It was cake and benefits on Friday when Representative Joe Courtney celebrated the 75th birthday of Social Security at the Enfield Senior Center.
There was one large, vanilla cake for the twenty odd seniors and Courtney aides in attendance, and over $700 million in monthly benefits for the 611,276 social security recipients in Connecticut.
Signed into law on August 14th, 1935 by Franklin D. Roosevelt, Social Security is the largest, and many say most successful, federal program. Democrats hope to campaign on it this fall.
According to state AARP spokesperson Jennifer Millea, in Connecticut alone, the almost $9 billion a year in benefits keep 34% of Connecticut's population over 65 out of poverty.
"Social Security is a lifesaver," said State Sen. Edith Prague, D-Columbia. "It is absolutely the best thing that has happened to seniors."
Courtney, who also planned to celebrate Social Security at a pancake breakfast in Lebanon Saturday, wasn't the only Democrat observing the program's anniversary. Reps. Rosa DeLauro, D-3rd District, and John Larson, D-1st District, also attended celebrations last week, and some 100 town hall meetings were scheduled across the country.
Democrats hope to turn Social Security into a campaign issue, and draw support from a large and dependable bloc of over-65 voters, by portraying Republicans as eager to tinker with the program.
A number of Democrat-friendly groups, including MoveOn.org and several public employee unions, are part of a coalition behind the website StrengthenSocialSecurity.org. The Democratic National Committee recently published a video of Chairman Tim Kaine and James Roosevelt, the grandson of Franklin Roosevelt that concludes, "Tell Republicans: Get Your Hands off Social Security."
After Friday's event, Courtney said Republican House Minority Leader John Boehner made the GOP vulnerable to attack in late June, when he suggested means testing and raising the Social Security retirement age to 70 as means of keeping the program solvent.
"I don't think there's anything contrived about this issue," Courtney said.
Most of the Democratic attacks, however, focus on Republican proposals to privatize parts of Social Security. The Democratic Senate Campaign Committee has launched a website that highlights Republican candidates for Senate who have made comments advocating the privatization of the program.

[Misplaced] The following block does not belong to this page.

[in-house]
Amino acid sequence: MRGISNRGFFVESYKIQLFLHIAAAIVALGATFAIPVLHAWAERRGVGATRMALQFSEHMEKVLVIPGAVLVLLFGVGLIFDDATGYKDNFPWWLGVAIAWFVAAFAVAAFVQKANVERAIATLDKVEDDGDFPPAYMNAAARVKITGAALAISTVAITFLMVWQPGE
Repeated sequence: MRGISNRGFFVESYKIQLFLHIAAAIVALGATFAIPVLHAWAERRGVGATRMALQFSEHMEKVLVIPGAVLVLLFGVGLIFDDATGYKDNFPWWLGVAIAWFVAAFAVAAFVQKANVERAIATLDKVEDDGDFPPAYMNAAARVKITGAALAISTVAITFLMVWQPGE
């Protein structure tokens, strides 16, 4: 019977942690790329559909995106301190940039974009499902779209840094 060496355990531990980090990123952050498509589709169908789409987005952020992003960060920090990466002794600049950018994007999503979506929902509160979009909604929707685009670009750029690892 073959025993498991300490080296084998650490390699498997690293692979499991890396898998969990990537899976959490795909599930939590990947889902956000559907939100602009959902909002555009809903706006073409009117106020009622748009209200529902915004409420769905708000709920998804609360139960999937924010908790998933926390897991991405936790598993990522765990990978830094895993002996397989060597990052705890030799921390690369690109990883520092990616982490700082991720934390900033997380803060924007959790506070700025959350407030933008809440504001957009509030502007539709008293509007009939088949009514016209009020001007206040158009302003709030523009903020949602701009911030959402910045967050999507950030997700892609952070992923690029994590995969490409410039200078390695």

But the privatization idea, which drew considerable GOP support when it was pushed by the Bush administration in 2005, has lost much of its allure since the stock market collapsed. Janet Peckinpaugh, Courtney's Republican opponent in November, is not a supporter. She wrote in an e-mail that "Social Security should not be privatized. It is just too risky to gamble with our seniors' retirement income."
But she added that ensuring the solvency of the program "could mean some hard decisions must be made in the near future."
Courtney said he did not see an urgent need for reform: "Yes it's a challenge, but it should not result in a panic driven program."
During his talk he emphasized that Social Security had never missed a check and been successfully amended to stay solvent thirty times. Indeed, Social Security ran deficits from 1975 to 1982 and was on schedule to go insolvent in 1984 before Congress passed a series of reforms in 1983 that put the program on firm fiscal grounds.
The same trick, however, might not work twice.
"If you wait, then you will need much more dramatic cuts and much higher tax increases," said Josh Gordon, Policy Director for the Concord Coalition, a nonpartisan group focused on deficit reduction. He said retiring baby boomers will create stresses on the system larger than the ones lawmakers were faced with in 1983, leaving them with a much wider gap to fill.
He noted that President Obama in February convened a deficit commission that is widely expected to suggest reforms in Social Security--in December, after the election.
"Right now there isn't the will to do anything. We're hoping that political will can be found, and hopefully the commission will help," said Gordon. "At some point we have to get serious about our long-term fiscal future, and the sooner we act the better."